"I would rather not be a juror," said one woman. "I would prefer not to be in the limelight. But whatever happens will happen. I could be unprejudiced."
A young woman confronted with the same question was unfazed.
"I am not easily influenced by the media," she said.
"How would you feel about somebody writing about you as a juror?" asked defense attorney M. Gerald Schwartzbach.
"I'm OK with that," she said.
Blake, 71, star of the old "Baretta" TV series, is charged with murdering Bonny Lee Bakley, whom he married after DNA tests showed he was the father of her baby. Bakley was shot May 4, 2001, in a car parked near a restaurant where she and Blake had just dined.
Blake has pleaded not guilty to one count of murder, two counts of solicitation of murder and a special circumstance of lying in wait. He was released on $1.5 million bail, but confined to home.
More than 1,000 prospective jurors were initially summoned for the case and more than 700 were dismissed for hardship reasons before individual questioning by lawyers began Monday.
It was Schwartzbach who raised concerns about media attention in the case.
He said to each prospect: "This is a case with media coverage, much like O.J. Simpson's or Scott Peterson's cases. Many people were critical of the jury in O.J. Simpson's case and many cheered when the jury convicted Scott Peterson."
Simpson was acquitted in 1995 of charges that he murdered ex-wife Nicole Brown Simpson and her friend Ronald Goldman. Peterson, of Modesto, was convicted last week of murdering his pregnant wife, Laci, and her fetus.
But Schwartzbach's efforts to get prospective jurors to say what they thought of reactions to those verdicts were met with shrugs.
"I guess people cheered the Scott Peterson verdict because they felt strongly he was guilty," said one woman. But she said she had no opinion because she hadn't followed that case closely.
On the other hand, she said she did follow the Simpson case and thought he was guilty.
The prosecutor, Deputy District Attorney Shellie Samuels, asked the prospects what they would do if they concluded that Blake had killed his wife but had done it to protect his infant daughter.
The prospects said they would still convict him.
"Do you feel there should be a law to protect people who kill their spouses to protect their children?" the prosecutor asked one woman.
"No," said the woman.
"We sure would have a lot of dead spouses, wouldn't we?" quipped Samuels.
Samuels also raised the prospect that some jurors may not like what they find out about the victim. Bakley has been depicted as a con-artist who solicited money from men with promises of sex.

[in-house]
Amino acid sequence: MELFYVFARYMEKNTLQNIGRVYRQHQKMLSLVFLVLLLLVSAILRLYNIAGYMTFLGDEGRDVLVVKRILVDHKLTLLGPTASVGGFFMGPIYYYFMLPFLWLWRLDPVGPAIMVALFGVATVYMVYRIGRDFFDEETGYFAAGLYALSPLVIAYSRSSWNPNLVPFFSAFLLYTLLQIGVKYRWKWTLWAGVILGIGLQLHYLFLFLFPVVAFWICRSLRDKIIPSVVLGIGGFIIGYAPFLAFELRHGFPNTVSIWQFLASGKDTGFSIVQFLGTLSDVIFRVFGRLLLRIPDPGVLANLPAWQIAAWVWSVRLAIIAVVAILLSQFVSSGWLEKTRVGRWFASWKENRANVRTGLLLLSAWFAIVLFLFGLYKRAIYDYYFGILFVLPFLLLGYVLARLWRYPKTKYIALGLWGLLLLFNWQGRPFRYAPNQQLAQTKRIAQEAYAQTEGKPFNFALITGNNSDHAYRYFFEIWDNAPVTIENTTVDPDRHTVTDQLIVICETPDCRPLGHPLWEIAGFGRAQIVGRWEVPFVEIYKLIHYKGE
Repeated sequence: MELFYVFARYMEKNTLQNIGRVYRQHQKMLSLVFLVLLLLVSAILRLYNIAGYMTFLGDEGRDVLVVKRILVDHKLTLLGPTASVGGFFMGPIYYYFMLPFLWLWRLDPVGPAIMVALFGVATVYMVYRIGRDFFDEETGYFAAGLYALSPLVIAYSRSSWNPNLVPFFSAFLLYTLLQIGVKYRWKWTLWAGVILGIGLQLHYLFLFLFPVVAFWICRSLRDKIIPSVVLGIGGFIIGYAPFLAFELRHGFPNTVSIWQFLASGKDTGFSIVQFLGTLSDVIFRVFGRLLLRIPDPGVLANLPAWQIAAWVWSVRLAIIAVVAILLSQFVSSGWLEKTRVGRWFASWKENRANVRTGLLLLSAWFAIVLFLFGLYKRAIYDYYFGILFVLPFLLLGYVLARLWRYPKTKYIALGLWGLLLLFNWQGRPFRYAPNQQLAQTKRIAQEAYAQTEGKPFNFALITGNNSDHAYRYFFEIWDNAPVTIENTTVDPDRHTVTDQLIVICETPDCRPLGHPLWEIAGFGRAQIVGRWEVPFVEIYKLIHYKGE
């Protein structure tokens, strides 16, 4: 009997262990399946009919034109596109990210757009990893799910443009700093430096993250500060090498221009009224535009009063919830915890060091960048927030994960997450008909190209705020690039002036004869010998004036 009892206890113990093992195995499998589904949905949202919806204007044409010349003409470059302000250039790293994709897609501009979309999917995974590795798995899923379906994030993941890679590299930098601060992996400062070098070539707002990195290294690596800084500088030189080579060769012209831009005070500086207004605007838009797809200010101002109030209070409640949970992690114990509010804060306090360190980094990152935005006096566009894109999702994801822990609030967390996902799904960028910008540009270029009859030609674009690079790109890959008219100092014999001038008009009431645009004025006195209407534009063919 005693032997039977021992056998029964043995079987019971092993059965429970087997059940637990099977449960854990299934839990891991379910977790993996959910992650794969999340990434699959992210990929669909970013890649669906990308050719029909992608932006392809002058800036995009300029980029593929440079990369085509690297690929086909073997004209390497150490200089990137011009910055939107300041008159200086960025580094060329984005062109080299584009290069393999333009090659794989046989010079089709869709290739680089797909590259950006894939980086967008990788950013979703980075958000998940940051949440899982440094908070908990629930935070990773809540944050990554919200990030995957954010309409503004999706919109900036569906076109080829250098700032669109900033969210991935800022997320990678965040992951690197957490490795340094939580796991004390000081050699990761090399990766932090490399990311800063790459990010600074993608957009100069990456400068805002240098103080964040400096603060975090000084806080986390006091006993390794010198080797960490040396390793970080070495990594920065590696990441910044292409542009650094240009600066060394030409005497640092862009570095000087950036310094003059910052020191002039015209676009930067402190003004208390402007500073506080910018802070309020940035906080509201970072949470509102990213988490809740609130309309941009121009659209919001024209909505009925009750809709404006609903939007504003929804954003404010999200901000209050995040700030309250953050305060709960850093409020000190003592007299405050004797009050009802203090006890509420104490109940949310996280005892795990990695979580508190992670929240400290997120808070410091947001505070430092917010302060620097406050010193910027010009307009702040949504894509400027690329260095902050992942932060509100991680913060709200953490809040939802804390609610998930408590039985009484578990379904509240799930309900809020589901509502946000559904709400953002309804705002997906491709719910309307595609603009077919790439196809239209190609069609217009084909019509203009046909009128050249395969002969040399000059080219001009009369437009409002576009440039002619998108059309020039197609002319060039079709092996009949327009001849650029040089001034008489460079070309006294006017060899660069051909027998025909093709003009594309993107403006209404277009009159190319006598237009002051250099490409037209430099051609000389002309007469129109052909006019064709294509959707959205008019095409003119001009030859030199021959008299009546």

"If you are convinced by the end of this case that he murdered Bonny Lee Bakley but she probably deserved it, could you convict him?" asked Samuels.
"Yes," the prospective juror responded.
Earlier, Superior Court Judge Darlene Schempp gathered 217 prospects and dismissed 140 whose written questionnaires indicated strong biases against Blake or abortion and who gave other answers indicating they could not be fair.
Prosecutors have said they will present evidence that Blake wanted Bakley to abort the baby.
The jury selection process is expected to last a few more weeks.
The first few who were questioned included a hearing-impaired woman who required a sign-language interpreter to help her understand what was being said. She insisted she could do the job of a juror.
One man was dismissed immediately because of language difficulties, but three others were told to return on Dec. 1 for the final round of screening.
Defense attorneys for Blake are reportedly looking for jurors who may be open to conspiracy theories. Prosecutors, on the other hand, want people who use common sense and make quick decisions.
More than three years after Blake's wife was shot to death, the selection process for more than 100 potential jurors began today in the actor's murder trial.
Jury consultant Richard Gabriel, president of Decision Analysis, said the defense would be looking for people who are "sensational minded."
"You want people who are open to alternative theories, people who are conspiracy theorists, people who will nit pick the evidence and create their own reasonable doubt," he said.
Loyola University law professor Laurie Levenson said the ideal defense jurors would be people who "love a good whodunit and want to find their own solutions."
On the prosecution side, Gabriel, who is not working on the case, said: "They are looking for quick decision makers, conservative people who will use common sense."
The trial is estimated to last about five months.